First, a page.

You’ll hit the mother lode at 105 Chambers Street (just east of Church) 2nd floor. It’s not a store and you have to be buzzed in. Huge empty loft selling tons of Petit Bateau 50-60% off. They’ll be there through 11/29/10. They have a good selection of women’s tops, and a great selection of children’s clothes. Great stuff. Sure, all of our kids will be dressed exactly alike, but with Petit Bateau, that’s not such a horrible thing!
November 14, 2010
Natasha, I’ve been thinking about your water-stained purse all week, and I finally figured it out! I’m sorry I forgot all about this stuff when you originally asked me about it. Lexol is the stuff you should try. You can buy it at any shoe repair place. It’s about $6-8 a bottle. Lexol has a leather cleaner (in the orange little jug) and leather conditioner (in the little brown jug). I have used the leather conditioner many times and it does clean the leather as well. I would think the conditioner will do the trick on your purse. Just shake very, very well before opening and apply LIBERALLY. I practically pour this stuff on my leather, but you should try a little bit at first, like a sensible person would. Ignore my leather conditioning abandon! Rub it in a ton and then buff it. It’s great stuff. Plus, it doesn’t smell toxic to me. Many other leather conditioners do.
I must thank you for asking me about a leather cleaner, because your question made me buy a new jug of Lexol and condition my boots and jacket. I don’t ride anymore, but because of Lexol, they still look good even after 20+ years.
These days are over.
Granted, I’ve never taken a spill in them, but they did survive a particularly brutal late-80s Jane’s Addiction show, the Metallica AJFA Tour, Monsters of Rock (at least 2 shows), that legendary Faith No More / Voivod / Soundgarden show at the Ritz, Rollins Band stagediving, a few CMJ Marathons, a mosh pit that included members of Biohazard and Last Crack and working in the music industry. I’m just saying.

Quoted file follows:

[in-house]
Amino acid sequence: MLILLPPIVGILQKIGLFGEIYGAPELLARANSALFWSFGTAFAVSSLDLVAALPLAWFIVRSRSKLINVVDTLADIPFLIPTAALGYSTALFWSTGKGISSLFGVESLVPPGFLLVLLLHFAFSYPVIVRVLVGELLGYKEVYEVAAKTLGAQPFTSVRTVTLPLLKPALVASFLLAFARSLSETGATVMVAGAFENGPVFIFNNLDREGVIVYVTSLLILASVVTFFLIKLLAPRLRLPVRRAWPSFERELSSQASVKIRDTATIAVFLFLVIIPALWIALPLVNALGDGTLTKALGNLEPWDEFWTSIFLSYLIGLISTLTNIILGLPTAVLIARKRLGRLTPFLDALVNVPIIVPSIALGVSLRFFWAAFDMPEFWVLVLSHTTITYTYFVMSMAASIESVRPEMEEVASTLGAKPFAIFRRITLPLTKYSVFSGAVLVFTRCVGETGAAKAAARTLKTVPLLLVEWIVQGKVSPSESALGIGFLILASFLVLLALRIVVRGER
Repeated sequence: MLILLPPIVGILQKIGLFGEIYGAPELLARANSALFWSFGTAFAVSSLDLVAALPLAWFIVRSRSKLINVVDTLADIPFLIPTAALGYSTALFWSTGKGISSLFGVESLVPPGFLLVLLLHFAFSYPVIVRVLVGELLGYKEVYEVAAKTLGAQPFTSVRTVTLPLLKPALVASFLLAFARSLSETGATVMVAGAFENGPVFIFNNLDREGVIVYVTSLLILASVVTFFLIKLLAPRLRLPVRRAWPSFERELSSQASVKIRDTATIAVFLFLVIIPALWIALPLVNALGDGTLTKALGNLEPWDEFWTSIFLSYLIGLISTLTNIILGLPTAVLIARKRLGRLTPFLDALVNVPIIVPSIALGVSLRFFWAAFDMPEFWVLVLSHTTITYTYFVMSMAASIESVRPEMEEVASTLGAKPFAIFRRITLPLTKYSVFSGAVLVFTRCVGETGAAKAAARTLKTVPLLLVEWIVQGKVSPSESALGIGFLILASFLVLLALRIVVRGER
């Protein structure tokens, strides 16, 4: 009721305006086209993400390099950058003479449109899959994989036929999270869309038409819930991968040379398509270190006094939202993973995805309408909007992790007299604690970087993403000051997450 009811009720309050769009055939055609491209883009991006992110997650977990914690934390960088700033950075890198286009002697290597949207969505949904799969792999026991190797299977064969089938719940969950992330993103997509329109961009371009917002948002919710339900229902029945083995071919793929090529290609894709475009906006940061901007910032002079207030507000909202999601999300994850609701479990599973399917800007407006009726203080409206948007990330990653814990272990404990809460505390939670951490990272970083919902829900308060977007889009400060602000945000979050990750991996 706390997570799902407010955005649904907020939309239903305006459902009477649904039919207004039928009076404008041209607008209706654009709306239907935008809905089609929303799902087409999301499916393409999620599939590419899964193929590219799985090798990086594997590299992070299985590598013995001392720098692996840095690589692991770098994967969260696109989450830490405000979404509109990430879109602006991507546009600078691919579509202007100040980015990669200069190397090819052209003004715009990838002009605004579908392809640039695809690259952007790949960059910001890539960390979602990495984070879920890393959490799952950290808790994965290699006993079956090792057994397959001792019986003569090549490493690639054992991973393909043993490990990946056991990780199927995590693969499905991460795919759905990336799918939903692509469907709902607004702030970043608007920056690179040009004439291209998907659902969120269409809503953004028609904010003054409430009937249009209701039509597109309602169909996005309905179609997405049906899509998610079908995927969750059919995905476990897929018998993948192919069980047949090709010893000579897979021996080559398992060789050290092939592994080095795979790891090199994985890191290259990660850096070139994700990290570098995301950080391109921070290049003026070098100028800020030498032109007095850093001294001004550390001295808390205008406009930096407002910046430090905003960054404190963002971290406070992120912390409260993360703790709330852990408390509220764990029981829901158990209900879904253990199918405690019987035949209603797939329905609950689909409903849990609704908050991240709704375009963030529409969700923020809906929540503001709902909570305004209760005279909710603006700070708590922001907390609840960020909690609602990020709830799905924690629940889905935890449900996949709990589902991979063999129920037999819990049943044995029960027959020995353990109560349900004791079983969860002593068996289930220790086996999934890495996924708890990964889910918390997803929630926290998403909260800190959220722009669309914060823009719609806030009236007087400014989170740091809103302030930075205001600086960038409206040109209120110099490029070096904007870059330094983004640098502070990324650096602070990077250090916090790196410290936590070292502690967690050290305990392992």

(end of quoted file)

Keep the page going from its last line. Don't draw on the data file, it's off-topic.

February 10, 2010
You can donate them or recycle them. Nike recycles old sneakers (from any brand). They separate and grind up the three parts of the sneaker (rubber, foam and fabric) to make new sports surfaces. Athletic shoes only, nothing with steel in them, no flip flops. See: www.nikereuseashoe.com for more details and more drop-off locations.
February 10, 2010
Ekologic makes sweaters and other stuff out of old cashmere sweaters. Their stuff makes a great gift, is beautiful, handmade, local (if you live near Troy, NY or thereabouts), recycled and comfortable. They have stuff for men and for women. What more can you ask for. Plus, they are really nice people.
February 10, 2010
No. Not necessarily. I found this wonderfully helpful article about how to handwash cashmere, silk and other things most people dry clean. Read through everything on the page, especially the “Golden Rules” and take it step by step. I washed a cashmere scarf as well as a silk night mask (yes, I sleep with a night mask), and followed the directions carefully, and they came out perfect. One thing, however, I was not able to find the Lux or Ivory brand soap flakes the article recommends. So, I grated up the plainest soap I have (the very highly recommended True soap). I grated it up a tiny amount (that was just enough) with the very highly recommended Microplane and the rest, as we say, is handwashing history.